When I was a kid I thought the tunnels at Craters of the Moon were so cool. As a teenager I thought the rocks were so booooorrrrriiiingggg. Now, as an adult, I can't get over how beautiful this area is. These rock towers that the kids and Mr. Hotness are standing next to are the side walls of a volcano that broke off and then rode on a lava flow until they came to rest here, still standing, about a mile away from where they started. So cool.
Amid all the rough beauty and sagebrush, though, something sinister was waiting for me. Passing a sign that read, "Devil's Orchard," and arriving at "Inferno cone," I should have known, should have stayed, safe and sound, in my car. I should have listened to that voice in my head that warned me to turn back before it was too late. Instead I walked myself right into my own personal hell. Those who know me personally are shocked right now that I can even type that word. I'm so adverse to cussing of any kind that I prefer to say hades, heck, or spell it with hockey sticks. But that is because I believe powerful words like this should only be used when absolutely appropriate. I think this is appropriate.
What is hell? Well, let me just describe it for you:
There I was, surrounded by people, happy people, people walking around free to do as they wished while I sat chained to the ground. People walked past me, some even ran, hand in hand with friends and loved ones. My loved ones were only a short walk away but I couldn't reach them. I clutched my newborn baby to my chest and willed myself to break free, that I might move for the his sake, but I couldn't. The loneliness I felt, while surrounded by others, made my heart ache. The smiles of others seemed to mock me as I sat in abject fear. Only slightly less powerful than the fear was my shame. The shame ate me alive from the inside out and denied me the right to ask anyone for help. I could barely even cry, sunglasses hiding my tears, feeling that if I expressed too much emotion my body might move and any slight movement might cause my worst fears to come true. Fear controlled me, shame silenced me, loneliness hurt me, and I was in hell.
For some people hell can be addiction, guilt for a crime, abuse from a loved one or self abuse, or other various things. For me on that day hell was a phobia.
a persistent, irrational fear of a specific object, activity, or situation that leads to a compelling desire to avoid it.
I have a phobia of steep slopes. Thinking back, I've always had this fear. As a small child I used to wonder how people were able to walk up hills that I could only crawl up. There are still places here in Seattle that I can't drive in because the hills are so steep (though I have to say that I've come along way int he 6 years we've lived here). Well, this day we were climbing Inferno Cone. About 10 yards up I realized that it was going to be too steep for me to handle and told Mr. Hotness I should turn back. He knows about my fear but has rarely seen it in action and when I hold his hand I can usually see my way through it. So he encouraged me and said, "It isn't that steep, I know you can do it." I'm a big believer of mind over matter so I tried to believe his encouraging words and kept going. A little further up I just knew I had hit my limit. I could not go any further. But I didn't want to ruin it for everyone.
"This is as far as I can go. You guys go on ahead and I will wait for you at the car."
They kept going. I went to turn around, and that is when it hit me. I was in BIG trouble. Not only was this a steep slope, but I was wearing flip flops (an unsteady shoe), the ground was made up entirely of loose, shifting, cinder rocks/dust, and the wind was blowing fiercely. I was able to turn enough to face down hill, slowly lower myself to the ground, and then the paralyses set in. I had one hand on the ground and one on the baby (who, luckily, was safely wrapped and sleeping in the baby wrap), my two feet spread apart for balance, and that is the position I held for what seemed to me an eternity, though probably only 15 minutes. Agony. Sheer agony. Feeling like you are going to die a tortuous death at any moment while logically knowing you are just fine is not a pleasant feeling. At one point a man walking with his family turned to look at me. If I hadn't been wearing sunglasses I'm sure the pleading look in my eyes would have answered his silent question. He turned back several times. I almost called to him for help, but, by the time I had decided to, he had already moved on. When he got to the base he turned to look at me again, hesitated, and then got into his car. I wonder if he was being prompted to help me. Later two bikers drove up and I felt a flash of hope. Bikers may look rough and scary but they are the most understanding humans when it comes to other's handicaps. I knew I could ask them for help without having to worry about making them understand. Sadly, they weren't real bikers. Just two punk kids with big bikes, and only one of them came up the hill and he didn't even glance at me.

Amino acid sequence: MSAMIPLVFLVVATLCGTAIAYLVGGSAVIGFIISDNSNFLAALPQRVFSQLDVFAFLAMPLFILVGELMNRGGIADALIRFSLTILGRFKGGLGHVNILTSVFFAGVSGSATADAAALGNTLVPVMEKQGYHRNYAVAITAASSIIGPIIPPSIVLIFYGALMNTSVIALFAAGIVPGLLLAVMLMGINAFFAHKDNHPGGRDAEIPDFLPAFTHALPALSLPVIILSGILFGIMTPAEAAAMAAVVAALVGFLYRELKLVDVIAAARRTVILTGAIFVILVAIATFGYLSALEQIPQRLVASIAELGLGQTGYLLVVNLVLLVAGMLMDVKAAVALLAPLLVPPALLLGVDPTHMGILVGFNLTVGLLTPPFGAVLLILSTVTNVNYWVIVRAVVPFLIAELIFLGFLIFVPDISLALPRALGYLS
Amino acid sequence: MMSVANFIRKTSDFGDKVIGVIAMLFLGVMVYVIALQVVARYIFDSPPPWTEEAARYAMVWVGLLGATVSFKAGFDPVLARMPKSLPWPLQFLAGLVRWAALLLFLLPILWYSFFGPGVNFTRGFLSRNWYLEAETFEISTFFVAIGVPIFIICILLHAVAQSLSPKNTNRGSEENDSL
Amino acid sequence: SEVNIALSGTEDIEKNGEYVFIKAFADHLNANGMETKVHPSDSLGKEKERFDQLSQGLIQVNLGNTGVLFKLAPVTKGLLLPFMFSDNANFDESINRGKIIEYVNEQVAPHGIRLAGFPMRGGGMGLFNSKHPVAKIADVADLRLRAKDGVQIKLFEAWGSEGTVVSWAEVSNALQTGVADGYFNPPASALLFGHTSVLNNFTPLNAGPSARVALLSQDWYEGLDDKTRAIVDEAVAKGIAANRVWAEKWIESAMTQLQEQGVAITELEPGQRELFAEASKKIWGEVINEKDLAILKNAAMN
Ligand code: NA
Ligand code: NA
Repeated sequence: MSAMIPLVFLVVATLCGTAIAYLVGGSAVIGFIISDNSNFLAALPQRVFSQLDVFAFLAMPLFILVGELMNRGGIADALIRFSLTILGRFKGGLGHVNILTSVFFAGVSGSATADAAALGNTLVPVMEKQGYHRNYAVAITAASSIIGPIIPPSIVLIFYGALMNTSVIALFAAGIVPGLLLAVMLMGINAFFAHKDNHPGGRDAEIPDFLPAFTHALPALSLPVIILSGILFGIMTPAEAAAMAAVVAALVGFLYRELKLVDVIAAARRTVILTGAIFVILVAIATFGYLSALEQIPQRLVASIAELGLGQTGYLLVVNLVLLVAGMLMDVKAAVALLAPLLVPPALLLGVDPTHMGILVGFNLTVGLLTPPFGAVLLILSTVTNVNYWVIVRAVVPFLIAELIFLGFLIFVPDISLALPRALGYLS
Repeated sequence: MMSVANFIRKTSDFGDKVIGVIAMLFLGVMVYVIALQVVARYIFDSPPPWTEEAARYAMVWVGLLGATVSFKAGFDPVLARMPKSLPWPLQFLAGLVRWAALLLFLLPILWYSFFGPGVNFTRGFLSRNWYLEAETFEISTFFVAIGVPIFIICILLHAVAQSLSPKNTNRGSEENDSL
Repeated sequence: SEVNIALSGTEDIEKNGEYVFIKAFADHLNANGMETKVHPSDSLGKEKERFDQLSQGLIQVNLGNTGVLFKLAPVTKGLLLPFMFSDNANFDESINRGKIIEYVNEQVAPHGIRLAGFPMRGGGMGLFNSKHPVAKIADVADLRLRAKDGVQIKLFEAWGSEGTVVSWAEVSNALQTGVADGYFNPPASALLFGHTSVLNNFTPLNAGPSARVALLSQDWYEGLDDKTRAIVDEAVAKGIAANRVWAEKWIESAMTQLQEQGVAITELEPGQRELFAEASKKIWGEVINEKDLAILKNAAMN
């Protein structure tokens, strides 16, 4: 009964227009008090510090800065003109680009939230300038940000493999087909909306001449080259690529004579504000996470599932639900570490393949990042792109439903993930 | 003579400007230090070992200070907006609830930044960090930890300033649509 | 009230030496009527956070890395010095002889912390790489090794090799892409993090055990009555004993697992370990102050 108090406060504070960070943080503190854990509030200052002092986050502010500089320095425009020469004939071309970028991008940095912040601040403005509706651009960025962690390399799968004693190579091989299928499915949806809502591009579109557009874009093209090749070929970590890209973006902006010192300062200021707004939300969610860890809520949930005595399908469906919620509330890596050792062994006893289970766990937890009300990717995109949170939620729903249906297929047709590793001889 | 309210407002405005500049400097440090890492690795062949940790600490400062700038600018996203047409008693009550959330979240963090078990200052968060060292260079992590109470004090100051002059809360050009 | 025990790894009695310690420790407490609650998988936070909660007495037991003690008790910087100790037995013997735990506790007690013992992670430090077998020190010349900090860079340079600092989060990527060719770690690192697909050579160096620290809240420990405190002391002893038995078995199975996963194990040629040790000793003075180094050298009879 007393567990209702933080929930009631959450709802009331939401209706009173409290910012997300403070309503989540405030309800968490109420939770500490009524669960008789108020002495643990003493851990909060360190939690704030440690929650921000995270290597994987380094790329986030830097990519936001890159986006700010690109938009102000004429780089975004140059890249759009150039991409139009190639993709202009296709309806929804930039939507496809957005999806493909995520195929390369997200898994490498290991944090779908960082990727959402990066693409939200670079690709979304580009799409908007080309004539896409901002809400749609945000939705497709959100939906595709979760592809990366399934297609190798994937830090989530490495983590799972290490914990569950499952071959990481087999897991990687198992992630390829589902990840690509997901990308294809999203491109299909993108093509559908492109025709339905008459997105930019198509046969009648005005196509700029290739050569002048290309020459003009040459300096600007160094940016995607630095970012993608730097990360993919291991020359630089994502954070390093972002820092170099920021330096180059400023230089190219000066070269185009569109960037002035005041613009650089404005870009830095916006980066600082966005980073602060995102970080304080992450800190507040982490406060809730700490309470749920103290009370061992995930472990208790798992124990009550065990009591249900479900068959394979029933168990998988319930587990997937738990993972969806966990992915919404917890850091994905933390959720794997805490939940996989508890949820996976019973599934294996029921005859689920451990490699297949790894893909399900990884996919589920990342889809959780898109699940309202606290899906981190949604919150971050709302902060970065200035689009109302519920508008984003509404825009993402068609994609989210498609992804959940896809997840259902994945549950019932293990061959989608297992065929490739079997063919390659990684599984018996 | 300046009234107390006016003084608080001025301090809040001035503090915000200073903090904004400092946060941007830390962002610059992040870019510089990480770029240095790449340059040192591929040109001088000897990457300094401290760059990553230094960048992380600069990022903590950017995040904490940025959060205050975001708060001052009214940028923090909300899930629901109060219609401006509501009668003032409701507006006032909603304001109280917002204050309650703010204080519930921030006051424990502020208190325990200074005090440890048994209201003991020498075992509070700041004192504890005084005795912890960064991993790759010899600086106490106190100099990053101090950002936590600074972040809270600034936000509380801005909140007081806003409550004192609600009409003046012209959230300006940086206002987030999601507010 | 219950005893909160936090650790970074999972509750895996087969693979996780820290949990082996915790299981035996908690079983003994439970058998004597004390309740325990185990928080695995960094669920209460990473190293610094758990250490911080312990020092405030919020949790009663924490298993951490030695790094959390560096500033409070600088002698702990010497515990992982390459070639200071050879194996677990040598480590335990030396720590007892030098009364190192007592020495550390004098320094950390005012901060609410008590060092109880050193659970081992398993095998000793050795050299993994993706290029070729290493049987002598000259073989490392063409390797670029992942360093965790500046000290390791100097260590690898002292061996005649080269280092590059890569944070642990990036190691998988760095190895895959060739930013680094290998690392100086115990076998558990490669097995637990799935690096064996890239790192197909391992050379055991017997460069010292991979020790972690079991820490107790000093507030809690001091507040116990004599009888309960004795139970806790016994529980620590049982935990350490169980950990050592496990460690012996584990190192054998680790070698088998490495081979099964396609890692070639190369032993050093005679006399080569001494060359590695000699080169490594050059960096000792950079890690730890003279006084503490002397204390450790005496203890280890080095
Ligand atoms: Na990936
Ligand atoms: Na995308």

Eventually the kids and Mr. Hotness came back. Pablo and Cookie ran right past me. Monster Man came and sat next to me and hugged me for a minute. Oh, how I wanted to take his hand and walk down that hill with him. Finally Mr. Hotness, with Sweet Terror on his shoulders, came from behind me, held his hand out to me and lifted me off the ground. And, just like the light shining into this dark tunnel, peace found it's way to my heart as I trusted in my husband's strength and gravity to see me safely down.
How could something so silly, so simple, so easy for everyone else cause me such torment? This is what hell is: personalized torture that only the one suffering can understand. Compared to it, fire and brimstone look cozy. Mighty cozy, indeed.